Treatment of neurologic disorders with marijuana

Jonathan Snider MD (Dr. Snider of the University of Michigan has no relevant financial relationships to disclose.)
Zachary N London MD, editor. (Dr. London of the University of Michigan has no relevant financial relationships to disclose.)
Originally released February 4, 2016; expires February 4, 2019

Overview

Cannabis, which for much of the past century was relegated to the status of an oddity (at best) or a drug of abuse (at worst), has in recent years seen a resurgence in its public popularity and use. A number of recent studies show that a majority of Americans believe cannabis should be legalized, and its use has doubled in the last decade (Jacob 2015). Concordant to this groundswell of public opinion is the increasing public and medical perception of cannabis as a potential treatment for a variety of medical symptoms, including nausea, pain, and anxiety. Recent AAN guidelines as well as stories in the popular media have raised patient perception of its possible utility in a variety of specific neurologic conditions as well. This coincides with increasing legalization of the drug for a variety of health conditions. Given the increasing availability and patient interest in the potential applications of cannabis, clinician understanding of the history, risks, pathophysiology, and available clinical data, both in animal and human studies, is essential to accurately educate patients and make informed decisions about whether its use could provide benefit for specific neurologic diseases.

Key points

 

• The use of cannabis for the treatment of neurologic disease dates back hundreds to thousands of years, with more recent restrictions placed within the last century.

 

• The human endocannabinoid system on which cannabis acts is composed of postsynaptic cannabinoid ligands that act presynaptically on endocannabinoid receptors, namely, CB1. This appears to function as a negative feedback system. Endocannabinoid receptors are found throughout the CNS and may serve a variety of functions.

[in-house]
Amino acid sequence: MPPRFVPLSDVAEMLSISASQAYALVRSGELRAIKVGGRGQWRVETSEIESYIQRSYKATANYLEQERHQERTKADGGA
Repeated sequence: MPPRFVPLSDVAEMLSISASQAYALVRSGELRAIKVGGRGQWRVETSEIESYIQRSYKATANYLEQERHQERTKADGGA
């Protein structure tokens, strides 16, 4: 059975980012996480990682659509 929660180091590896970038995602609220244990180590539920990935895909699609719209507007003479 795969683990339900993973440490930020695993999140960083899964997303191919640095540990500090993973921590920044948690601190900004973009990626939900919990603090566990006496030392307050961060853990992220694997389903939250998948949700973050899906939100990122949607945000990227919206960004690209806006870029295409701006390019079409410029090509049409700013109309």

• With regard to side effects, acute use of cannabis has been shown to cause anxiety and panic, impaired attention/memory/psychomotor performance, increased chance of psychosis in those already predisposed, and tachycardia. Long-term effects are less well studied, but there is evidence of cannabis dependence, bronchitis, increased risk of auto accidents, and the potential for mild withdrawal symptoms. There is no evidence cannabis use increases risk of cancer, leads to permanent psychiatric/cognitive deficits, or can result in overdose.

 

• Data from clinical trials, both animal and human, are extremely limited, owing in some part to the current legal restrictions on the drug.

 

Multiple sclerosis has the most robust evidence for the efficacy of cannabis, primarily in subjective, and possibly objective, improvement in spasticity and spasms/pain.

 

• Though basic science research suggests cannabis may suppress seizures in epilepsy, there are insufficient clinical data to comment on its efficacy.

 

• The effect of cannabis on Parkinson disease is conflicting and poorly understood, both mechanistically and clinically.

 

• Similarly, basic research on cannabis for the treatment of headaches is compelling, but despite a plethora of anecdotal reports, there are no convincing clinical trials proving this.

 

• There are insufficient data to comment on the effects of cannabis on other neurologic conditions.

Historical note and terminology

The term “cannabis” is derived from the Greek kánnabis. The use of cannabis for neurologic disease can be traced at least as far back as 1500–3000 BC, in the writings of Chinese Emperor Shen-Nuang. Much of the early use of the drug was for treatment of headaches, with first documentation of its use for this purpose in 600 AD. Hildegard von Bingen, a 12th century European mystic, wrote “whoever has head pains may eat [cannabis] and the head pains may be reduced.” Dr. William O' Shaughnessy is attributed with introducing medicinal cannabis to the West in the mid-1800s for uses including spasms in rabies and tetanus, cholera, and infantile convulsions. William Osler advocated its use for migraines in the early 1900s. Though widely accepted well into the first half of the 20th century, the decline of public and legal acceptance of cannabis in the United States came with the passage of the Marihuana Tax Act of 1937, which made cannabis significantly more expensive and began to shift the public perception of it to a drug of abuse. The chemical structure of THC, the primary psychoactive component of cannabis, was discovered in the late 1960s. However, the U.S. Comprehensive Drug Abuse Prevention and Control Act of 1970 made cannabis a Schedule I drug, legally defining it as a substance with no currently accepted medical usage and high potential for abuse. Though it remains illegal on a federal level, as of 2015, 23 states have legalized it for medical purposes and 4 have legalized it for recreational usage. International laws on the use of cannabis vary widely from country to country, ranging from total prohibition to legalization for recreational purposes.

The structure of the first endocannabinoid receptor, CB1, was discovered in 1990, marking the beginning of our understanding of the endogenous endocannabinoid system (Mikuriya 1969; Russo 1998; Baron 2015).

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